Ranking Every Star Trek Series from Frustrating to Fantastic

Star Trek: Discovery Season 4 premiers next week, so I decided to rank my favourite ST series. Read on for my completely objective, not at all contestable list!

A quick bio on my Star Trek background: my first exposure to Star Trek was watching random episodes of the Original Series with uncle as a kid. My mother hated that show though, so I never got to watch it in earnest. Sometime in high school I started The Next Generation (because it was my mother’s favourite) but couldn’t maintain my interest through the first season. I failed to watched Next Gen’s first season once more a few years later…

My last year of high school saw me re-start the Original Series from the beginning. And I proceeded to watch every single Star Trek series in release order after that (which took me a few years). I finished all the old ones sometime in early 2020, and continue to watch the current series as they release!

DISCLAIMER: This is a list of my favourite Star Trek shows. And my favourite things aren’t always the objective best ones. My rankings for BEST Star Trek shows might require another list.


Star Trek: The Animated Series (1973-1975)

This continuation of the Original Series, featuring most of the OG Star Trek cast, is the bottom of my list for one reason: I haven’t watched it. And I know very little about the show. Seems more outlandish than the other series though, if only because it was animated. More alien crew members and whatnot, which is cool! Will I get around to seeing ST: The Animated Series? Probably someday.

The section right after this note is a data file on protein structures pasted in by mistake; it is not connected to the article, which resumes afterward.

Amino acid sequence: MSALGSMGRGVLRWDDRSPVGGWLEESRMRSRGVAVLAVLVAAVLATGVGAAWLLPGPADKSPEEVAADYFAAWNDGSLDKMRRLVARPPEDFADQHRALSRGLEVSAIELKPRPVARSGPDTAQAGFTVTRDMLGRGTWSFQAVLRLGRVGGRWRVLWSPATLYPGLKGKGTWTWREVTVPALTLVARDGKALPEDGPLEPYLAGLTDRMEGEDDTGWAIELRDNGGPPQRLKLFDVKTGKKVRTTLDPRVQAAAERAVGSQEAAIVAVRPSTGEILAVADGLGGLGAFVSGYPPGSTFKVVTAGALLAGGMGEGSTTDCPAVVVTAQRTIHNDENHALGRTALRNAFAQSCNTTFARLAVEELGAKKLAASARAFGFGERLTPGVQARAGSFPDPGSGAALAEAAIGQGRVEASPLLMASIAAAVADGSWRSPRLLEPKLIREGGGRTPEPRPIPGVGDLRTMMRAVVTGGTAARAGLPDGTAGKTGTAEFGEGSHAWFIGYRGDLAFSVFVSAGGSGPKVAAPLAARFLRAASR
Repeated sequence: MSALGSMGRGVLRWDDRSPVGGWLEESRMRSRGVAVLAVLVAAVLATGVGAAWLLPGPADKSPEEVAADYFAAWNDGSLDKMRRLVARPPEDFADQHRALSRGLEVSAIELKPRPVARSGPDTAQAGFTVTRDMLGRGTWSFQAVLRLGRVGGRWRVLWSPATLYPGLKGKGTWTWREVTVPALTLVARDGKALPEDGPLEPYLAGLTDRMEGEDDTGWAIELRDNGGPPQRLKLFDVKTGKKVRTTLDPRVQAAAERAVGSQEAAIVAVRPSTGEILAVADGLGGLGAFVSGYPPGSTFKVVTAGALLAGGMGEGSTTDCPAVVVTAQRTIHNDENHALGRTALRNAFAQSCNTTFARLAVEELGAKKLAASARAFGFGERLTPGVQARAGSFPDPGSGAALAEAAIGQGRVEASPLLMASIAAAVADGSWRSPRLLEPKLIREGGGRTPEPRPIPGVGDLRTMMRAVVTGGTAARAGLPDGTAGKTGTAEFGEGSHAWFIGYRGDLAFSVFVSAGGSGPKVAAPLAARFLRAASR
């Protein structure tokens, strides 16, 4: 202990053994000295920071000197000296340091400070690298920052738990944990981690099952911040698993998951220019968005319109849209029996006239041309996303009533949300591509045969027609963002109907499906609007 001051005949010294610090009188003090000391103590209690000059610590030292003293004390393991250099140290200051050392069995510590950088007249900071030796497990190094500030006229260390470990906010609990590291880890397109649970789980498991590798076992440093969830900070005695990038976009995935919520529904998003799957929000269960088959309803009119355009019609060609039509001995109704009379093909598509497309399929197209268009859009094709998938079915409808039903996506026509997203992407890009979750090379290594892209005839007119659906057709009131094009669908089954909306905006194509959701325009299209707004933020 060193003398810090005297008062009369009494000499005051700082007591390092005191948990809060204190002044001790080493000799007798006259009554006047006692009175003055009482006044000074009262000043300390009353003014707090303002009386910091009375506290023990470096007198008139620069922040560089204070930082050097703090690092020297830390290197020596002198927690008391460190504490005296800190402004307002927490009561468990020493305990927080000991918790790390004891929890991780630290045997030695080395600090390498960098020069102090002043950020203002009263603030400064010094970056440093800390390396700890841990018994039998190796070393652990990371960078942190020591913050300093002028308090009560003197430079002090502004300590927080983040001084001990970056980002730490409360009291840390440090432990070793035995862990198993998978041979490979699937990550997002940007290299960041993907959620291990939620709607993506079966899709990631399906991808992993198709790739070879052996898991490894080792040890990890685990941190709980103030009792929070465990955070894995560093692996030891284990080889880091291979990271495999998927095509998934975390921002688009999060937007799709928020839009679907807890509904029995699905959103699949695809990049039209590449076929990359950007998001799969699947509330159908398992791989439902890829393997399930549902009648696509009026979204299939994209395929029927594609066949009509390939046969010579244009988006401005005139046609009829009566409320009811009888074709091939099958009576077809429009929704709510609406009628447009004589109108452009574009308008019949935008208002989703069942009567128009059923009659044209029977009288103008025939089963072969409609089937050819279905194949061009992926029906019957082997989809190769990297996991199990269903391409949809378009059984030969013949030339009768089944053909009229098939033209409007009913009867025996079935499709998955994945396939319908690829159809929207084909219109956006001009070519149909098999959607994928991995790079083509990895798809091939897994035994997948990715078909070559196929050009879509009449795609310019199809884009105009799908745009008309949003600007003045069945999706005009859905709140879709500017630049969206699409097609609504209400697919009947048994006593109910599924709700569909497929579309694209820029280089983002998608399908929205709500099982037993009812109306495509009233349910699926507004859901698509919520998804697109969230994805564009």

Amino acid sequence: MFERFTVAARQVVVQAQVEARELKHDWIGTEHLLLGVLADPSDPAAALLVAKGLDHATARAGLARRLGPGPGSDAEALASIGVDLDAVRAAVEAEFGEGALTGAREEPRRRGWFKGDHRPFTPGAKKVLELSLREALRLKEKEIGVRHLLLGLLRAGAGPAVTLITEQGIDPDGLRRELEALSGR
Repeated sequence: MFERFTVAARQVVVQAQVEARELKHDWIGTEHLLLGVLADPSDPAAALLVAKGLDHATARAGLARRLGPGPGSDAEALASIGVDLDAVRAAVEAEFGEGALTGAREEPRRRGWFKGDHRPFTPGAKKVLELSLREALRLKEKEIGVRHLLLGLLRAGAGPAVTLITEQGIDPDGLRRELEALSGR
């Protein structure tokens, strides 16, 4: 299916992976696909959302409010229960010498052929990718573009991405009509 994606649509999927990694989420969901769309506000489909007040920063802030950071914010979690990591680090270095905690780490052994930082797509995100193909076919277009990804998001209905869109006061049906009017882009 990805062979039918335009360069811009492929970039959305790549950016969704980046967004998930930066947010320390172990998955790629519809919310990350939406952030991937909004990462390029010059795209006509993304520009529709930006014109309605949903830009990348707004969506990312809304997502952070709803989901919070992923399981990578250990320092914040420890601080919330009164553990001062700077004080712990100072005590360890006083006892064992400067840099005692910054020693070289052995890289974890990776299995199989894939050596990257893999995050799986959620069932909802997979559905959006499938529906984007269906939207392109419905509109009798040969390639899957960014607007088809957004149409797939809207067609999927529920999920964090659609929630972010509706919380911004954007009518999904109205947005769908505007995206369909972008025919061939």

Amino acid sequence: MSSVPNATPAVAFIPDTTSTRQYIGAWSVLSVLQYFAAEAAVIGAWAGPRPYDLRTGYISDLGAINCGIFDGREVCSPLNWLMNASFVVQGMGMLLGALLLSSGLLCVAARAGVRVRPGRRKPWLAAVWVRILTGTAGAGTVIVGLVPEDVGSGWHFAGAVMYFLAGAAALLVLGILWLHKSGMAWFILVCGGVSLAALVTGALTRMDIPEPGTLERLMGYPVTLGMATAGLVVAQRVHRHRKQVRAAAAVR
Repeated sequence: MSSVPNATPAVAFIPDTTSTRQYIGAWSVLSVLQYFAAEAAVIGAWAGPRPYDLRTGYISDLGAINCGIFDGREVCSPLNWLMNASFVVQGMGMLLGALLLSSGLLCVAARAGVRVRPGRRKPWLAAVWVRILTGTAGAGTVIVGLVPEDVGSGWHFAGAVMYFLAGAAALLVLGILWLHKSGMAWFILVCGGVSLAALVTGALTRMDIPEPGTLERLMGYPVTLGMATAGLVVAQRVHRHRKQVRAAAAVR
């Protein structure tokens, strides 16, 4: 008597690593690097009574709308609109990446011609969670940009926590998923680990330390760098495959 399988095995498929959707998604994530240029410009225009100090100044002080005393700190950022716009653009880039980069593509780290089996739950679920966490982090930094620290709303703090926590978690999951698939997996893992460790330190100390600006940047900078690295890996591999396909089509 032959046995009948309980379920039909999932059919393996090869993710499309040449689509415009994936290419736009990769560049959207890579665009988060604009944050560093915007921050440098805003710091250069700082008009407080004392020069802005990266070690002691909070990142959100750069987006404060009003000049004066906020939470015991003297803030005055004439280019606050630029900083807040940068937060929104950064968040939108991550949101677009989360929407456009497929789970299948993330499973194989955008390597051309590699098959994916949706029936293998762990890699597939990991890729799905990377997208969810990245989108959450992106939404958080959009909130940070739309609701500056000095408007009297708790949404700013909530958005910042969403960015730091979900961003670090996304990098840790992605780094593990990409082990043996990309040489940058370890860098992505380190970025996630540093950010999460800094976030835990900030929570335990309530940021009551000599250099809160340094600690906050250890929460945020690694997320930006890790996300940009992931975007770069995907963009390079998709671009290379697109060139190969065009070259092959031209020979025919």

9. Prodigy (2021- Present)

Star Trek’s newest series aims itself more towards children than other franchise installments. It’s also more removed from the “standard” Trek formula based on its premise and characters (nobody from Starfleet). None of these things inherently offend me. In fact, I think it has potential and I’ve enjoyed the show so far! But it’s only a few episodes in to its first season. So I can only judge the show on my admittedly brief first impressions.

8. Discovery (2017- Present)

Sigh… Discovery is emotionally abusive. Every year I watch hoping it’ll be better, and every year I’m disappointed. But I can’t bring myself to leave because I’m committed to the Star Trek franchise. It’s entertaining enough, and there’s some decent sci-fi premises. But it’s a terrible representation of Star Trek’s ideals. The main characters seem to barely tolerate each other, they lack mutual respect for one other, and Michael Burnham is somehow always right (even when she breaks every rule in the book). Teamwork is Star Trek’s golden rule, and Discovery breaks it almost every episode.